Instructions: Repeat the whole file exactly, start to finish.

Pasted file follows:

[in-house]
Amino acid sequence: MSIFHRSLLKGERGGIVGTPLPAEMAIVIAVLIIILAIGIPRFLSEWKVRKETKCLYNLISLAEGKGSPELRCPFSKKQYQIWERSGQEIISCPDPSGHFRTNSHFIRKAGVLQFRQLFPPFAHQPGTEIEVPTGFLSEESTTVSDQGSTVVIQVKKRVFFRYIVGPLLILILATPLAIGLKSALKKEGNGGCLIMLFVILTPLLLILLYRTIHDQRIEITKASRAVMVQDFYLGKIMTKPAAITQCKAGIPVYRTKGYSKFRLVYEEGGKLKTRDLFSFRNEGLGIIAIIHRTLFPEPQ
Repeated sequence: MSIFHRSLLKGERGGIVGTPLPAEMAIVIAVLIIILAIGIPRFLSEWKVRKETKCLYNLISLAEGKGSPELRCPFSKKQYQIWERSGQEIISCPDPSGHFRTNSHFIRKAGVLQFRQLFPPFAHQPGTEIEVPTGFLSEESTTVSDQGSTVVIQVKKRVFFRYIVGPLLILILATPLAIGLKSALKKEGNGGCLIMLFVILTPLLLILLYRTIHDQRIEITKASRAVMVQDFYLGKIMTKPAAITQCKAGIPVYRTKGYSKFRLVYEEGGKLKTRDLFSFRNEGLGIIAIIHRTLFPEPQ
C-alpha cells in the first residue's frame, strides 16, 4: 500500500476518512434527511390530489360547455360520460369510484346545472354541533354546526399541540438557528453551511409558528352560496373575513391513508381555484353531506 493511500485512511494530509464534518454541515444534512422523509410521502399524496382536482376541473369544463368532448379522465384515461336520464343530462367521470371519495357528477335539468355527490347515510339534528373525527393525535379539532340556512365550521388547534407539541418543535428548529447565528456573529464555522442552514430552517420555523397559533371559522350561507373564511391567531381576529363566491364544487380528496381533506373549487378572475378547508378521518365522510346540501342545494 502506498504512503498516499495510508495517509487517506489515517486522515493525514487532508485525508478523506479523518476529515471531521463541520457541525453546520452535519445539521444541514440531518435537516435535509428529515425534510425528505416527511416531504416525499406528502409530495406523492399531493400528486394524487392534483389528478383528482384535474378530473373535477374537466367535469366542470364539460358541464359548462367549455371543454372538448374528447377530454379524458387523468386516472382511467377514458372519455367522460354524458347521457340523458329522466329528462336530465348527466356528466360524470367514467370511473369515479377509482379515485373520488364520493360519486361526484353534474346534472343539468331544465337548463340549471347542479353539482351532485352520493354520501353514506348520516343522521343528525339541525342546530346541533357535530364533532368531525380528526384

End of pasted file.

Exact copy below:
[in-house]
Amino acid sequence: MSIFHRSLLKGERGGIVGTPLPAEMAIVIAVLIIILAIGIPRFLSEWKVRKETKCLYNLISLAEGKGSPELRCPFSKKQYQIWERSGQEIISCPDPSGHFRTNSHFIRKAGVLQFRQLFPPFAHQPGTEIEVPTGFLSEESTTVSDQGSTVVIQVKKRVFFRYIVGPLLILILATPLAIGLKSALKKEGNGGCLIMLFVILTPLLLILLYRTIHDQRIEITKASRAVMVQDFYLGKIMTKPAAITQCKAGIPVYRTKGYSKFRLVYEEGGKLKTRDLFSFRNEGLGIIAIIHRTLFPEPQ
Repeated sequence: MSIFHRSLLKGERGGIVGTPLPAEMAIVIAVLIIILAIGIPRFLSEWKVRKETKCLYNLISLAEGKGSPELRCPFSKKQYQIWERSGQEIISCPDPSGHFRTNSHFIRKAGVLQFRQLFPPFAHQPGTEIEVPTGFLSEESTTVSDQGSTVVIQVKKRVFFRYIVGPLLILILATPLAIGLKSALKKEGNGGCLIMLFVILTPLLLILLYRTIHDQRIEITKASRAVMVQDFYLGKIMTKPAAITQCKAGIPVYRTKGYSKFRLVYEEGGKLKTRDLFSFRNEGLGIIAIIHRTLFPEPQ
C-alpha cells in the first residue's frame, strides 16, 4: 500500500476518512434527511390530489360547455360520460369510484346545472354541533354546526399541540438557528453551511409558528352560496373575513391513508381555484353531506 493511500485512511494530509464534518454541515444534512422523509410521502399524496382536482376541473369544463368532448379522465384515461336520464343530462367521470371519495357528477335539468355527490347515510339534528373525527393525535379539532340556512365550521388547534407539541418543535428548529447565528456573529464555522442552514430552517420555523397559533371559522350561507373564511391567531381576529363566491364544487380528496381533506373549487378572475378547508378521518365522510346540501342545494 502506498504512503498516499495510508495517509487517506489515517486522515493525514487532508485525508478523506479523518476529515471531521463541520457541525453546520452535519445539521444541514440531518435537516435535509428529515425534510425528505416527511416531504416525499406528502409530495406523492399531493400528486394524487392534483389528478383528482384535474378530473373535477374537466367535469366542470364539460358541464359548462367549455371543454372538448374528447377530454379524458387523468386516472382511467377514458372519455367522460354524458347521457340523458329522466329528462336530465348527466356528466360524470367514467370511473369515479377509482379515485373520488364520493360519486361526484353534474346534472343539468331544465337548463340549471347542479353539482351532485352520493354520501353514506348520516343522521343528525339541525342546530346541533357535530364533532368531525380528526384